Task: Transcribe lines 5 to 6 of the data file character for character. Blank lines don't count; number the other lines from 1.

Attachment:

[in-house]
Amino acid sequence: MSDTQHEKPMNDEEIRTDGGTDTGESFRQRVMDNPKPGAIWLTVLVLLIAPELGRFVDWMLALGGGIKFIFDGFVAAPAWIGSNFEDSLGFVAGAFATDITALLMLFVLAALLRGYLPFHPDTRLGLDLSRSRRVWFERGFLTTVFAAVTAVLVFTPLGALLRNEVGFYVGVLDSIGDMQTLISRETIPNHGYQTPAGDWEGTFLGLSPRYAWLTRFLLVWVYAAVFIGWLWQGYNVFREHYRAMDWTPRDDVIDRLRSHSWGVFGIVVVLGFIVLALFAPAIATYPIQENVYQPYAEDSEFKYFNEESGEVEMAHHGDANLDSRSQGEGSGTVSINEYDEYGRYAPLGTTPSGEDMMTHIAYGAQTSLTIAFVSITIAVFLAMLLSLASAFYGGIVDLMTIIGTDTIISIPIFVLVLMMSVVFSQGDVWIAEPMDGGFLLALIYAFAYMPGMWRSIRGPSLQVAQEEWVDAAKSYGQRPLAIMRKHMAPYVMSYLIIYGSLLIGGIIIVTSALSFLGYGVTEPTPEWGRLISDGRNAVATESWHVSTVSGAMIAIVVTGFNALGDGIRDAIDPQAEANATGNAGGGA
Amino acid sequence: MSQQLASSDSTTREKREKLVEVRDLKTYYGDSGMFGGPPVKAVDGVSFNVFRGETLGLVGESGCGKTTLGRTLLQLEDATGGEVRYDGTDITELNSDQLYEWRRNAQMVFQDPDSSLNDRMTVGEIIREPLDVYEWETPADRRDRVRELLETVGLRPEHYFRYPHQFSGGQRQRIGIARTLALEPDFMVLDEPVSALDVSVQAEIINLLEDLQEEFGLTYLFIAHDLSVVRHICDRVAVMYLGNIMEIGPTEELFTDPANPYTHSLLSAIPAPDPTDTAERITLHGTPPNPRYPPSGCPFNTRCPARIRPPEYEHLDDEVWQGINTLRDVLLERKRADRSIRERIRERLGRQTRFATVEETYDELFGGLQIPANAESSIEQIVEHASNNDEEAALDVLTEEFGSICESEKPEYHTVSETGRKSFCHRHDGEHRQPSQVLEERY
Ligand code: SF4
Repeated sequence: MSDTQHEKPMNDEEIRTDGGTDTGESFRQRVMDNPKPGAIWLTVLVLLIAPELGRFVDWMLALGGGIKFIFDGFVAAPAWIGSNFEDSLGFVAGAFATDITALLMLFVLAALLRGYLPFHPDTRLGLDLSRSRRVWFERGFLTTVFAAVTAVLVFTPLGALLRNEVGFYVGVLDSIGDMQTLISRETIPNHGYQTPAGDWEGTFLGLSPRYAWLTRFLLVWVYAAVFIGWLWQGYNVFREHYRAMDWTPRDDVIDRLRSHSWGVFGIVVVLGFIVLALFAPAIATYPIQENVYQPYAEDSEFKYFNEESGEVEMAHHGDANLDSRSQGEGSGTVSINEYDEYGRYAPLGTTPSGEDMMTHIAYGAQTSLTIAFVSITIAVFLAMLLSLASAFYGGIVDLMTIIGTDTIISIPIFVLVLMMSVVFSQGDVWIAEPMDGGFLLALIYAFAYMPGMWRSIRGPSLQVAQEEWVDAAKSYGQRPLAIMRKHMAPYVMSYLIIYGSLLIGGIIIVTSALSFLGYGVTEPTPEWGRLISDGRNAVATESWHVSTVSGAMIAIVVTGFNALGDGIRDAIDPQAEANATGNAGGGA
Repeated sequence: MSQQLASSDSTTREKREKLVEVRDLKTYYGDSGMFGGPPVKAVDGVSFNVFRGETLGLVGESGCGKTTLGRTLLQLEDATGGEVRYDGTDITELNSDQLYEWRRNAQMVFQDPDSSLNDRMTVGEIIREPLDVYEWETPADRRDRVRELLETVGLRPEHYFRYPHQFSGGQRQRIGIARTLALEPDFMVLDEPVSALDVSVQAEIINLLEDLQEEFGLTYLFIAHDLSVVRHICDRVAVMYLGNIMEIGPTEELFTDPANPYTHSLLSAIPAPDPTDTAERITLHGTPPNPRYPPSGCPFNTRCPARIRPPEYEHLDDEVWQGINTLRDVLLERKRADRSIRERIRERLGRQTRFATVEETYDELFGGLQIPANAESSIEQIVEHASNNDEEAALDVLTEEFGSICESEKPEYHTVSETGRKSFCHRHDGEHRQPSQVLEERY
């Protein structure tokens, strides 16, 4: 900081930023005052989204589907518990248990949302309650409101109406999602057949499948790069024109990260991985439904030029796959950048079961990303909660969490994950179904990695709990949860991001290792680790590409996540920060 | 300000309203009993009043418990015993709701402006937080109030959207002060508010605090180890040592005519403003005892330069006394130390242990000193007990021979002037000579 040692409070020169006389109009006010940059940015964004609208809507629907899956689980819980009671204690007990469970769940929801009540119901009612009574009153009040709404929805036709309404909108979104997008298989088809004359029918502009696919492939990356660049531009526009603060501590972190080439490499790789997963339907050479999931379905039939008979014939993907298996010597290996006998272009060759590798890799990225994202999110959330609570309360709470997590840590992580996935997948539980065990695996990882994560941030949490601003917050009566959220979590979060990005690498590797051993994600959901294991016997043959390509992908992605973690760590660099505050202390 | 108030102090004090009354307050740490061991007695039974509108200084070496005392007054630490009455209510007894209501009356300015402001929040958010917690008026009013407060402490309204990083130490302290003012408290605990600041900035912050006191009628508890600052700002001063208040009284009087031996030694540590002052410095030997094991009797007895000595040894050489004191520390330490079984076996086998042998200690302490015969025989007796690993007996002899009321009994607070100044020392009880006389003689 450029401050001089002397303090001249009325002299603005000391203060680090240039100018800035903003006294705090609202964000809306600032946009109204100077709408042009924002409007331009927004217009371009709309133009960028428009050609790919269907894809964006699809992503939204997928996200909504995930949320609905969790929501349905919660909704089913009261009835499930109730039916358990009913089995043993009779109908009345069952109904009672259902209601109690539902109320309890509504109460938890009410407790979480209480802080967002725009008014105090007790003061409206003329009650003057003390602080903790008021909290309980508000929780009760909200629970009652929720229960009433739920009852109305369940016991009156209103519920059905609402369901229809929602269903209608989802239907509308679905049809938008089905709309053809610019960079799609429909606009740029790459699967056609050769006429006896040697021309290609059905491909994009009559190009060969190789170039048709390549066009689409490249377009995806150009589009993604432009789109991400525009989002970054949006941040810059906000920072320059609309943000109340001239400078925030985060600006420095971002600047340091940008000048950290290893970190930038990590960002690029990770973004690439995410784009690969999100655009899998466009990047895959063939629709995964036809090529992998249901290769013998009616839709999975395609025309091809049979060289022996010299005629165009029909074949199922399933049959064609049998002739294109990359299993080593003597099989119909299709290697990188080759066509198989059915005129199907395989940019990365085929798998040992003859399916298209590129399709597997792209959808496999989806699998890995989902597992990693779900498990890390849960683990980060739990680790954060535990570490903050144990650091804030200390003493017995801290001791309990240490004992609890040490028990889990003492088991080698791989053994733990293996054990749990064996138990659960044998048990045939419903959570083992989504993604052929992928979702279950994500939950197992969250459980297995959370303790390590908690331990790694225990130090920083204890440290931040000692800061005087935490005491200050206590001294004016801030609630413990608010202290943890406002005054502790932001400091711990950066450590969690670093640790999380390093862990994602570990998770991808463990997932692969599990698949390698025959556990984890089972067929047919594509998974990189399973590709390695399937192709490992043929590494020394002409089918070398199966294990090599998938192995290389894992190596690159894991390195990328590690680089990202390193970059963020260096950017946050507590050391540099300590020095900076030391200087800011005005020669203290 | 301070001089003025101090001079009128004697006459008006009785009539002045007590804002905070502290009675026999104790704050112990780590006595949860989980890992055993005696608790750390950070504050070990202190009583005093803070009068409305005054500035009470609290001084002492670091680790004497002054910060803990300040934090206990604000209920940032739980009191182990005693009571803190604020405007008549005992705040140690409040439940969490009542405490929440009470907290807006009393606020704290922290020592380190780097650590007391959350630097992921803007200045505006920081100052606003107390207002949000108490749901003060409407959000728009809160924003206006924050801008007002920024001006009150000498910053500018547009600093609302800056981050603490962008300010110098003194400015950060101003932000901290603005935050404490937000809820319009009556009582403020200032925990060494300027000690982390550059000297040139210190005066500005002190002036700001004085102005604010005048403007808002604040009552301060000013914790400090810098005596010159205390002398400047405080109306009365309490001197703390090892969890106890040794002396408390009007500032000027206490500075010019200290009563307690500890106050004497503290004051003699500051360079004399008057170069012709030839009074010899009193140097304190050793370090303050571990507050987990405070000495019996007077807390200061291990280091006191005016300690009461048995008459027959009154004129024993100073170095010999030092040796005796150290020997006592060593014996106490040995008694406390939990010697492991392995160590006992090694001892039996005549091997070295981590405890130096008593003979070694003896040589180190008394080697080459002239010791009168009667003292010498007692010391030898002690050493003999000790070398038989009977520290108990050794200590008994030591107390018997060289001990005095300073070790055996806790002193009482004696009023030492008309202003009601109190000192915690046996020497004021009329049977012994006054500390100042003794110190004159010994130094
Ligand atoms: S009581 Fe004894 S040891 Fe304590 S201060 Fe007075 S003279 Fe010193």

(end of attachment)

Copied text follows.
Repeated sequence: MSDTQHEKPMNDEEIRTDGGTDTGESFRQRVMDNPKPGAIWLTVLVLLIAPELGRFVDWMLALGGGIKFIFDGFVAAPAWIGSNFEDSLGFVAGAFATDITALLMLFVLAALLRGYLPFHPDTRLGLDLSRSRRVWFERGFLTTVFAAVTAVLVFTPLGALLRNEVGFYVGVLDSIGDMQTLISRETIPNHGYQTPAGDWEGTFLGLSPRYAWLTRFLLVWVYAAVFIGWLWQGYNVFREHYRAMDWTPRDDVIDRLRSHSWGVFGIVVVLGFIVLALFAPAIATYPIQENVYQPYAEDSEFKYFNEESGEVEMAHHGDANLDSRSQGEGSGTVSINEYDEYGRYAPLGTTPSGEDMMTHIAYGAQTSLTIAFVSITIAVFLAMLLSLASAFYGGIVDLMTIIGTDTIISIPIFVLVLMMSVVFSQGDVWIAEPMDGGFLLALIYAFAYMPGMWRSIRGPSLQVAQEEWVDAAKSYGQRPLAIMRKHMAPYVMSYLIIYGSLLIGGIIIVTSALSFLGYGVTEPTPEWGRLISDGRNAVATESWHVSTVSGAMIAIVVTGFNALGDGIRDAIDPQAEANATGNAGGGA
Repeated sequence: MSQQLASSDSTTREKREKLVEVRDLKTYYGDSGMFGGPPVKAVDGVSFNVFRGETLGLVGESGCGKTTLGRTLLQLEDATGGEVRYDGTDITELNSDQLYEWRRNAQMVFQDPDSSLNDRMTVGEIIREPLDVYEWETPADRRDRVRELLETVGLRPEHYFRYPHQFSGGQRQRIGIARTLALEPDFMVLDEPVSALDVSVQAEIINLLEDLQEEFGLTYLFIAHDLSVVRHICDRVAVMYLGNIMEIGPTEELFTDPANPYTHSLLSAIPAPDPTDTAERITLHGTPPNPRYPPSGCPFNTRCPARIRPPEYEHLDDEVWQGINTLRDVLLERKRADRSIRERIRERLGRQTRFATVEETYDELFGGLQIPANAESSIEQIVEHASNNDEEAALDVLTEEFGSICESEKPEYHTVSETGRKSFCHRHDGEHRQPSQVLEERY